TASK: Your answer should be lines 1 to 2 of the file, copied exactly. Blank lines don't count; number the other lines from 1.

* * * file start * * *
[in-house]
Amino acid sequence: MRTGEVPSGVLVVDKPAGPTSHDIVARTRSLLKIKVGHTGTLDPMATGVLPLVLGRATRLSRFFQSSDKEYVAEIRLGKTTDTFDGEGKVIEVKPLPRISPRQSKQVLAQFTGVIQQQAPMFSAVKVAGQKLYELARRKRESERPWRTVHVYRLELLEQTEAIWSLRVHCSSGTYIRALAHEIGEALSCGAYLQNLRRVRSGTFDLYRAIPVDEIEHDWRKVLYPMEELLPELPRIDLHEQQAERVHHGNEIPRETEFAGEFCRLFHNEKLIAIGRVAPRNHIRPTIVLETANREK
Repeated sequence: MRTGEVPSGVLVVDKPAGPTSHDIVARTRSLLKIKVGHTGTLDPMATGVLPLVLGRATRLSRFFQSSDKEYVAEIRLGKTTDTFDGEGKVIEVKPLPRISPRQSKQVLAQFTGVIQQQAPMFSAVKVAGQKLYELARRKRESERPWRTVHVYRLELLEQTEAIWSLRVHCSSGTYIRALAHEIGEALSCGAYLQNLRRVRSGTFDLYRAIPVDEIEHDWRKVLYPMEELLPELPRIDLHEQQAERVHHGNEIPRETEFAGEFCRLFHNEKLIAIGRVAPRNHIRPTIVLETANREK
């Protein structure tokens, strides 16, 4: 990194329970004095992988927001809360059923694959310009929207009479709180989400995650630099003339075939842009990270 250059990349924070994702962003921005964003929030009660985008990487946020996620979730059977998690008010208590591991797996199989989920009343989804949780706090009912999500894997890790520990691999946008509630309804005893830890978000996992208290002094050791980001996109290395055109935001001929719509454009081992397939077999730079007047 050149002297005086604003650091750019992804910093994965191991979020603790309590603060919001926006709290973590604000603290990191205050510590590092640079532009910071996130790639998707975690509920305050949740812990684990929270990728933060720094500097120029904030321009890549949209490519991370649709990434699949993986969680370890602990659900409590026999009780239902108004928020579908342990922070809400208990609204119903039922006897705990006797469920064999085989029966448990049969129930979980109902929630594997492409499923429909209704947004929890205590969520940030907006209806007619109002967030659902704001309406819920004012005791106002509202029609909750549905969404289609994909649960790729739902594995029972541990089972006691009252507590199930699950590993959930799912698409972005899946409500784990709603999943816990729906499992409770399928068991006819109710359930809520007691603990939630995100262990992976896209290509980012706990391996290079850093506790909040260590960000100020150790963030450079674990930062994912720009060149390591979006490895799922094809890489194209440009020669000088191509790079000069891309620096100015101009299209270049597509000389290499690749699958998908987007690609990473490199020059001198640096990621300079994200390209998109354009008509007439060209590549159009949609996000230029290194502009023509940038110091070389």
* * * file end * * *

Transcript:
[in-house]
Amino acid sequence: MRTGEVPSGVLVVDKPAGPTSHDIVARTRSLLKIKVGHTGTLDPMATGVLPLVLGRATRLSRFFQSSDKEYVAEIRLGKTTDTFDGEGKVIEVKPLPRISPRQSKQVLAQFTGVIQQQAPMFSAVKVAGQKLYELARRKRESERPWRTVHVYRLELLEQTEAIWSLRVHCSSGTYIRALAHEIGEALSCGAYLQNLRRVRSGTFDLYRAIPVDEIEHDWRKVLYPMEELLPELPRIDLHEQQAERVHHGNEIPRETEFAGEFCRLFHNEKLIAIGRVAPRNHIRPTIVLETANREK